Can you remember that feeling?
That feeling of sitting in your desk in elementary school anxiously awaiting your teaching to pass out the single assignment you dreaded most.
The timed test.
That is the feeling of math anxiety. This seemingly simple assignment fills so many young, growing minds with so much anxiety that it causes them to freeze. It takes a student who, without the constraints of time, would normally do fine on the same quiz, and creates so much fear within the student that neither the teacher nor the student get a true picture of mathematical understanding.
These feelings of fear, anxiety and pressure are not limited to students who are already struggling in math. In her article written for Teaching Children Mathematics addressing the issue of timed tests causing math anxiety, Jo Boaler, a Professor of Mathematics Education at Stanford University, suggests that even those who have an aptitude to perform at higher levels, but are slower, deeper thinkers, experience anxiety about those timed tests. Unfortunately, Boaler notes that for those students who are already struggling, their feelings of math anxiety over timed tests only deepen their underachievement.
In the article, Boaler states: “Learning is a process that takes time, and it cannot be accelerated by methods that encourage speed at the extent of understanding.” Mathematical thinking is not about how fast a student can compute, but, more importantly, it’s about the process the student takes to get there.
At Mathnasium, students and instructors focus on depth of understanding rather than speed. We want to alleviate math anxiety and build confidence.
To achieve this, we:
Recognize Students Need Time and Space
In the Mathnasium setting, students are provided the opportunity to work independently with an instructor close at hand to assist when needed. This gives students the ability to work at their own pace, to think about the problems, and to come up with a solution. They are not pressured from the outside factors—time, their peers, and comparing themselves to others around them—that are present in a classroom setting. They have the time and support to practice and use Number Sense to come up with a method of solving a problem that makes sense to them.
Encourage Different Approaches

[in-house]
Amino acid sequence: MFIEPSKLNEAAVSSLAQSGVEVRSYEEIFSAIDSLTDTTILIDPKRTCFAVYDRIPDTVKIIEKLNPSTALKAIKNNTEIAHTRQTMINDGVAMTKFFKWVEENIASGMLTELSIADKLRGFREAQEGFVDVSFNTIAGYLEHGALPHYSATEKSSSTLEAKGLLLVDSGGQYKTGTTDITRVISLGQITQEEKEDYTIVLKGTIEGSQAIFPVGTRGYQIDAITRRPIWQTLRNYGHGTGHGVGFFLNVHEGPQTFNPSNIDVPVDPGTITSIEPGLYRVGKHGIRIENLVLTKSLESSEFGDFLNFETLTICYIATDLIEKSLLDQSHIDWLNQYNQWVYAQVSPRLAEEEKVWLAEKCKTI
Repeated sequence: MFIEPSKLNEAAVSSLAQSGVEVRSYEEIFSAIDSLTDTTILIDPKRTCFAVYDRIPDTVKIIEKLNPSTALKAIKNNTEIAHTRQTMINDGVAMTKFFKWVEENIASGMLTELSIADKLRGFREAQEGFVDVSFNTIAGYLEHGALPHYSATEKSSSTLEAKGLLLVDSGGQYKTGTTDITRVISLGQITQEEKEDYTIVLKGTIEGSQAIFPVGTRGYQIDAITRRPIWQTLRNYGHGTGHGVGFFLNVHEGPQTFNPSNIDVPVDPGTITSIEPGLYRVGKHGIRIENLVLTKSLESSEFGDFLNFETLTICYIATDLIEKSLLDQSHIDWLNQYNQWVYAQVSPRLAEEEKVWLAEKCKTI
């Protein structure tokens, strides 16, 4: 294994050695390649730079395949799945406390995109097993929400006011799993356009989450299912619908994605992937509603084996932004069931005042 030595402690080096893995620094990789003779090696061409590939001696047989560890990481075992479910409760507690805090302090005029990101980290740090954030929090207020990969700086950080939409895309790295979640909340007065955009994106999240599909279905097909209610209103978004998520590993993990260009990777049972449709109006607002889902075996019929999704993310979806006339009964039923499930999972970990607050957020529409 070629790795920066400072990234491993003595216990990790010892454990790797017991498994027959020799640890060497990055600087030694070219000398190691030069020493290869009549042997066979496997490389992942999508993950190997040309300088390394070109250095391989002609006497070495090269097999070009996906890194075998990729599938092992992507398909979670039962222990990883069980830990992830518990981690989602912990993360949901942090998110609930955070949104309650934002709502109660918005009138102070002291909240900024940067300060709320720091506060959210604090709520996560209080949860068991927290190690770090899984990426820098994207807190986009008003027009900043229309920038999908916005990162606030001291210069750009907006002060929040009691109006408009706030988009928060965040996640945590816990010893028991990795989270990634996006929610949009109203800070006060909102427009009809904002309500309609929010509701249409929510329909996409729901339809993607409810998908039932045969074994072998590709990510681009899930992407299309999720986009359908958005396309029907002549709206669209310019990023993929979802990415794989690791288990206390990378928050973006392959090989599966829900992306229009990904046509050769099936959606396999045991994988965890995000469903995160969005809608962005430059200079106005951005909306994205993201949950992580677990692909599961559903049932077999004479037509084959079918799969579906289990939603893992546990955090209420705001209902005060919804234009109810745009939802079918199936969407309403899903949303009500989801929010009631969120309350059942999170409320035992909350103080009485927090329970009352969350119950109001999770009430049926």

It’s important for students to recognize that there are multiple ways to solve a problem. There is not a right way to get to the correct answer. The process of finding the answer needs to make sense to students. Instead of focusing on the rote memorization of math facts, Mathnasium equips students to find the solution a different way. For example, let’s solve 13x12. One way you may choose to solve this problem—and the way most of us were taught—is writing out the factors and multiplying it out. Another way to solve the problem is to use mental math to break the problem into two new problems—10x12 and 3x12—and adding the products together. Both methods will get the same answer and take time to solve, but students must be able to have the time and space to figure out the method that works best for them.
Ask Students to Explain
Irrelevant of whether their answer is correct, instructors at Mathnasium will commonly ask students to explain how they arrived at an answer. This reinforces their understanding of their own thought process and/or enables them to recognize their mistake (if the answer was incorrect). Math is not about just learning facts; it’s about understanding how the numbers and patterns fit together to solve problems. If they can explain how they know that 5x7 is 35, their understanding is much deeper than merely reciting a fact they memorized.
At Mathnasium, we support students as they learn math. We give them the freedom to explore different methods of solving problems, empower them to trust themselves, and build their confidence in their abilities in the process.
To see how Mathnasium can help calm your child’s math anxiety, contact us today! Call (951) 666-7895, email email@example.com.
Boaler, Jo. “Research suggests times tests cause math anxiety.” NCTM: Teaching Children Mathematics, vol. 20, no. 8, 2014. pp. 469-473. Web. Accessed June 25, 2017.